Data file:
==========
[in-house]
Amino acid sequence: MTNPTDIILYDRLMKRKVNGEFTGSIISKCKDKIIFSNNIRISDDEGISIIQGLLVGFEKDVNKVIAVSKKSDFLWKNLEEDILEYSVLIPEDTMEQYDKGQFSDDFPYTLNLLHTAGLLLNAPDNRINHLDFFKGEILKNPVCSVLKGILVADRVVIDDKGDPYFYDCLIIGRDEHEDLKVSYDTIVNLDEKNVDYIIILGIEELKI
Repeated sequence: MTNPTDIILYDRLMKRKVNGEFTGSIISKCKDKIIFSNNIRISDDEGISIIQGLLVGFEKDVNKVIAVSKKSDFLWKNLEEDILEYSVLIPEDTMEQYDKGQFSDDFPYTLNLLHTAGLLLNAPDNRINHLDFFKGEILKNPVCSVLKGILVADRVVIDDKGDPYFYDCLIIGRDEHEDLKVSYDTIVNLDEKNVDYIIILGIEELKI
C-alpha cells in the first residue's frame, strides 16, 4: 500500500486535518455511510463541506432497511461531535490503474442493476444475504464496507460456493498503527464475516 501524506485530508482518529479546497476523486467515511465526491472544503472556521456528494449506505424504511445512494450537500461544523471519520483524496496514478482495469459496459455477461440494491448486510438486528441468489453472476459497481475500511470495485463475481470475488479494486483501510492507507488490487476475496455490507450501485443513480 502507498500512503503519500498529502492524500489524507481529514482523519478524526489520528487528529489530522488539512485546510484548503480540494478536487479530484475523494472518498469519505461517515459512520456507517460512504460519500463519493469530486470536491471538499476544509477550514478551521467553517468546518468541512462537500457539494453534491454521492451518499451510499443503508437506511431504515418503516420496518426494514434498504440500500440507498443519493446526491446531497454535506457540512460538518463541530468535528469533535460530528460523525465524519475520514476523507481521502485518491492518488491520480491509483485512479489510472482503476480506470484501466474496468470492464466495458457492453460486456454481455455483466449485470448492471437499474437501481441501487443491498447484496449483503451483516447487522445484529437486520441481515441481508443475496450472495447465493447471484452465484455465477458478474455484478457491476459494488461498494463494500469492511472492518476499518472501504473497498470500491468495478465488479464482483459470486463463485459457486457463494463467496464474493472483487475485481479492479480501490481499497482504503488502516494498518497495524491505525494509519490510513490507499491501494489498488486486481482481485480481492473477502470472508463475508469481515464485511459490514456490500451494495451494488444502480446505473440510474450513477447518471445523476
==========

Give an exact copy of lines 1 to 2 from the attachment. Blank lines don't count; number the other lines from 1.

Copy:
[in-house]
Amino acid sequence: MTNPTDIILYDRLMKRKVNGEFTGSIISKCKDKIIFSNNIRISDDEGISIIQGLLVGFEKDVNKVIAVSKKSDFLWKNLEEDILEYSVLIPEDTMEQYDKGQFSDDFPYTLNLLHTAGLLLNAPDNRINHLDFFKGEILKNPVCSVLKGILVADRVVIDDKGDPYFYDCLIIGRDEHEDLKVSYDTIVNLDEKNVDYIIILGIEELKI